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#1 2017-07-18 23:23:52

Registered: 2015-08-20
Posts: 6,488

HowTo get Blender Cycles GPU rendering on Debian 9, with Nvidia

HowTo get Blender Cycles GPU rendering on Debian 9

You need:

  • Nvidia graphics card (the bigger the better!)

  • Blender (see below for the easy way)


For machines with Nvidia-only graphics

The default nouveau driver works pretty well, except Blender Cycles can't use it!
Installing the nvidia driver seems to be much easier on Debian 9, and I didn't have to jump through hoops, as descibed in HowTo: Install NVIDIA.

For older cards you may need to specify a driver, but that card is unlikely to support CUDA. CUDA-supported gpus.
You can find which one is needed by installing and running nvidia-detect:

sudo apt-get install nvidia-detect

For most systems, this should do the job:

sudo apt-get install nvidia-driver

Don't run nvidia-xconfig, or create an xorg.conf!

Reboot to blacklist the nouveau driver.

Get Blender and the CUDA lib as described below.

If you have an Optimus laptop, with discrete graphics

DISCLAIMER: This was done on a fresh Helium development install, and seems to be much simpler than the recommended methods.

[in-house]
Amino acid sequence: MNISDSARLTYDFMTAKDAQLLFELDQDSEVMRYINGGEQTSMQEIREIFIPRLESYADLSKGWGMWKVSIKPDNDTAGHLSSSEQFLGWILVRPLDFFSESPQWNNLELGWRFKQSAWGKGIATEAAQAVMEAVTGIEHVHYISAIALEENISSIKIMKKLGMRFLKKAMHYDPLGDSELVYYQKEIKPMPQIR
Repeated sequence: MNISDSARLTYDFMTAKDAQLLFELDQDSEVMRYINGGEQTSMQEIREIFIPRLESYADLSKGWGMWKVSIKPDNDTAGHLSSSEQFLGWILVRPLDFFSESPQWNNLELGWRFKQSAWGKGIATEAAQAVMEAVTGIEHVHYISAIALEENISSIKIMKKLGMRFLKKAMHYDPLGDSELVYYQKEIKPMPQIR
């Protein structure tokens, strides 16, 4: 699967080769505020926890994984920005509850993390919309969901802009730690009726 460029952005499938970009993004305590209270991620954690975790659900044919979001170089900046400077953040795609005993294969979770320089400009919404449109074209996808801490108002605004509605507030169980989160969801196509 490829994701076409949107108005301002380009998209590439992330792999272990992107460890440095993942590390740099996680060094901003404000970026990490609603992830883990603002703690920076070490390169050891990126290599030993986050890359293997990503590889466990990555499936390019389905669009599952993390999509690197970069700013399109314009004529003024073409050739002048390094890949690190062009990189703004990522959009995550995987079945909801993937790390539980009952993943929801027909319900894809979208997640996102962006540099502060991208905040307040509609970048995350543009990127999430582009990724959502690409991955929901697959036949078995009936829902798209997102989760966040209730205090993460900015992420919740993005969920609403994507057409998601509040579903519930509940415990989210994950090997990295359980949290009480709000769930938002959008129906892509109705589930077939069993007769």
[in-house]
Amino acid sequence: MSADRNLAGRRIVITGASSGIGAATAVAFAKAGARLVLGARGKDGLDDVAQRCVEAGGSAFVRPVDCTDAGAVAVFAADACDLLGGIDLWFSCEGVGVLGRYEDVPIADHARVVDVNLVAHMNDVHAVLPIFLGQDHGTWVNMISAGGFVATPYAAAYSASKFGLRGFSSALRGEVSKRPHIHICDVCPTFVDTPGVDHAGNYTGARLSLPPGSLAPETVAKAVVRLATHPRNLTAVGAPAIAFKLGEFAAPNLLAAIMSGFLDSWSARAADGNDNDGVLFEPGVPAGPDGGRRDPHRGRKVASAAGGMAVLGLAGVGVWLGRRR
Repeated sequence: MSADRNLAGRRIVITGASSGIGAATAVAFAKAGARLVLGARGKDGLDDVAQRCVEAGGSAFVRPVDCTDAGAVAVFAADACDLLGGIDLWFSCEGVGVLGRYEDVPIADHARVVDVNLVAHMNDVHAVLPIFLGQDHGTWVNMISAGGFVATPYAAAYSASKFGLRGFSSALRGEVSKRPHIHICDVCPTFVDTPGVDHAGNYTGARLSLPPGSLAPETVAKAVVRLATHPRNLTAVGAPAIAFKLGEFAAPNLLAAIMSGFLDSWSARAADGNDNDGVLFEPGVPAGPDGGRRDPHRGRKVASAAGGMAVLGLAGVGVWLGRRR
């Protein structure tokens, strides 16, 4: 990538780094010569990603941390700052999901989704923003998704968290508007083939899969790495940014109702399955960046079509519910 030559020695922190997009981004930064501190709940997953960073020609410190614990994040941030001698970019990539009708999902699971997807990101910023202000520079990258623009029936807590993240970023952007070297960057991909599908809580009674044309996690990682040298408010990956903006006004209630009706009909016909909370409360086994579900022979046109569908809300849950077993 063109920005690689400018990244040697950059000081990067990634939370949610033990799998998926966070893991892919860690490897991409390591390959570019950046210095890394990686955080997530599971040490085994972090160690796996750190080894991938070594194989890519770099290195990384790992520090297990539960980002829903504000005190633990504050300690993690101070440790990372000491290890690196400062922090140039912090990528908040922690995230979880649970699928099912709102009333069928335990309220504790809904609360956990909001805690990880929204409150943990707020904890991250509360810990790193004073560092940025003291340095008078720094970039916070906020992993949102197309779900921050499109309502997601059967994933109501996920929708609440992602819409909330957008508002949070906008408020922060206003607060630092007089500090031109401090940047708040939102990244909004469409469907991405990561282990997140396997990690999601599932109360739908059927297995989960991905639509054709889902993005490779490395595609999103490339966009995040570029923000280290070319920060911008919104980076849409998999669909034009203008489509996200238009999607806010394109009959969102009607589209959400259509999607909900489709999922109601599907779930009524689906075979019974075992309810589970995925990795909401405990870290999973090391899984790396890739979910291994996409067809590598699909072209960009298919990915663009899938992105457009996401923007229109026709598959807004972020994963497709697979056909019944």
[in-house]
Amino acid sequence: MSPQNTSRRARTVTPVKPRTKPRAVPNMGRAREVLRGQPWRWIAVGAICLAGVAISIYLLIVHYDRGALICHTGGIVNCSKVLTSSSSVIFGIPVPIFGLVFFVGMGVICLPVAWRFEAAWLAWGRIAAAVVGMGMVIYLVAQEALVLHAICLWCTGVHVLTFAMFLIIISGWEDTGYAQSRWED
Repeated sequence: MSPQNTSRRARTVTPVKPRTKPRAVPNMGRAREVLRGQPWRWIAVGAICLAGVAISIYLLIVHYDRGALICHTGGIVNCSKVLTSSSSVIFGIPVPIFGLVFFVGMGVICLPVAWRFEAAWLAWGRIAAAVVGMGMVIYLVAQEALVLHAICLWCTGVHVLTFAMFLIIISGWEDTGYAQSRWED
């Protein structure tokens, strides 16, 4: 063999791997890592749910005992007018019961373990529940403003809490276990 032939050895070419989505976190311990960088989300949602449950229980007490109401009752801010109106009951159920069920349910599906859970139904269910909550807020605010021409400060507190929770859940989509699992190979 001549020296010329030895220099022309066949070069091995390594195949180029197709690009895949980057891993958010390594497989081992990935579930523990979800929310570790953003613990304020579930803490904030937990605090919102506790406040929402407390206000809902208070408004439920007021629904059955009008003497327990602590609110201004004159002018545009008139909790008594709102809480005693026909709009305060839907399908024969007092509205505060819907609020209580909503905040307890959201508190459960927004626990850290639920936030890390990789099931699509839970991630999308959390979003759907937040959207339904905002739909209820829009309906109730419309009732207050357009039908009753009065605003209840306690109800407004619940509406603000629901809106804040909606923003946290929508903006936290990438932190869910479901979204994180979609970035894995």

BunsenLabs help links:
Newer Graphics Hardware in BunsenLabs
HowTo: Install NVIDIA
Official Debian links:
Debian HowTo: NvidiaGraphicsDrivers
Debian: NvidiaGraphicsDrivers Optimus

I have always had great trouble with the recommended Debian methods of installing and configuring Bumblebee/Optimus, so I tried with a method based on this HowTo: Install and configure Nvidia Optimus with bumblebee in Debian
My hardware is an Optimus laptop, with:  NVIDIA Corporation GM204M [GeForce GTX 970M], Intel Corporation Skylake

  1. Get packages

    sudo apt-get install gcc make linux-headers-amd64
    sudo apt-get install dkms bbswitch-dkms
  2. Load the bbswitch module

    sudo modprobe bbswitch load_state=0

    The bbswitch module is loaded automatically at every power up and turns off the discrete nvidia optimus GPU, no need to load it manually. Test the state with

    cat /proc/acpi/bbswitch
  3. Install nvidia and bumblebee, and required packages

    This will install non-free nvidia drivers, nvidia kernel driver, nvidia specific OpenGL library etc. and other dependencies, and bumblebee and friends:

    sudo apt-get install nvidia-kernel-dkms nvidia-xconfig nvidia-settings
    sudo apt-get install bumblebee-nvidia

    You should have been added to the bumblebee group, but if not

    sudo adduser $USER bumblebee
  4. VirtualGL
    If you want VirtualGL capability for VNC and other thin client environments, it isn't currently available from Debian.
    However you can install VirtualGL from<deb>
    (I used virtualgl_2.5.2_amd64.deb, which gdebi said was OK to install)

    sudo dpkg -i virtualgl_2.5.2_amd64.deb
  5. Now reboot to blacklist the nouveau driver

Running applications with discrete graphics

optirun is what is used to run an application with discrete graphics:

optirun glxgears -info